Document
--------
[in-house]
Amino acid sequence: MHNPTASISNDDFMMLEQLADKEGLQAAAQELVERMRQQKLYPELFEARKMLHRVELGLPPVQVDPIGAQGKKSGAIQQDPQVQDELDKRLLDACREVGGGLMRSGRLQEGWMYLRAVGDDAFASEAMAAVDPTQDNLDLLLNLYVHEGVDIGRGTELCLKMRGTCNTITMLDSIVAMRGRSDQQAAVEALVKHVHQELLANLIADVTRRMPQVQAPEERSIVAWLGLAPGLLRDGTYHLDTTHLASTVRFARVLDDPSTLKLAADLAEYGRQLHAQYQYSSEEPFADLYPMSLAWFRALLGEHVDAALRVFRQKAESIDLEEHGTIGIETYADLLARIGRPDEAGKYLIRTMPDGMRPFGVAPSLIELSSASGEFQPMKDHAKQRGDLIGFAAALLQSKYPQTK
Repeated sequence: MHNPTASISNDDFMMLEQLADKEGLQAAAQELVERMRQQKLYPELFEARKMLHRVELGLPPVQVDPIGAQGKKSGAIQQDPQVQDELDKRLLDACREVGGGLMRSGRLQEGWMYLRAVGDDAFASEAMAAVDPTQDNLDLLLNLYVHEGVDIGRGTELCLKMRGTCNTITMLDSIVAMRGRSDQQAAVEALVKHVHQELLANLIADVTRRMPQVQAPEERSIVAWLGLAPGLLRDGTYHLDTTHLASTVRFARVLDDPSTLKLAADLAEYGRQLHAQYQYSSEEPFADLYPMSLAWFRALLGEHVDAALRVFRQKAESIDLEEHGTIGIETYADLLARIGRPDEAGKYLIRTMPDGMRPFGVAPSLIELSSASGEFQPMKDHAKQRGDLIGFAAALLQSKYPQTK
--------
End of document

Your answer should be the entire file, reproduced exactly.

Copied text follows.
[in-house]
Amino acid sequence: MHNPTASISNDDFMMLEQLADKEGLQAAAQELVERMRQQKLYPELFEARKMLHRVELGLPPVQVDPIGAQGKKSGAIQQDPQVQDELDKRLLDACREVGGGLMRSGRLQEGWMYLRAVGDDAFASEAMAAVDPTQDNLDLLLNLYVHEGVDIGRGTELCLKMRGTCNTITMLDSIVAMRGRSDQQAAVEALVKHVHQELLANLIADVTRRMPQVQAPEERSIVAWLGLAPGLLRDGTYHLDTTHLASTVRFARVLDDPSTLKLAADLAEYGRQLHAQYQYSSEEPFADLYPMSLAWFRALLGEHVDAALRVFRQKAESIDLEEHGTIGIETYADLLARIGRPDEAGKYLIRTMPDGMRPFGVAPSLIELSSASGEFQPMKDHAKQRGDLIGFAAALLQSKYPQTK
Repeated sequence: MHNPTASISNDDFMMLEQLADKEGLQAAAQELVERMRQQKLYPELFEARKMLHRVELGLPPVQVDPIGAQGKKSGAIQQDPQVQDELDKRLLDACREVGGGLMRSGRLQEGWMYLRAVGDDAFASEAMAAVDPTQDNLDLLLNLYVHEGVDIGRGTELCLKMRGTCNTITMLDSIVAMRGRSDQQAAVEALVKHVHQELLANLIADVTRRMPQVQAPEERSIVAWLGLAPGLLRDGTYHLDTTHLASTVRFARVLDDPSTLKLAADLAEYGRQLHAQYQYSSEEPFADLYPMSLAWFRALLGEHVDAALRVFRQKAESIDLEEHGTIGIETYADLLARIGRPDEAGKYLIRTMPDGMRPFGVAPSLIELSSASGEFQPMKDHAKQRGDLIGFAAALLQSKYPQTK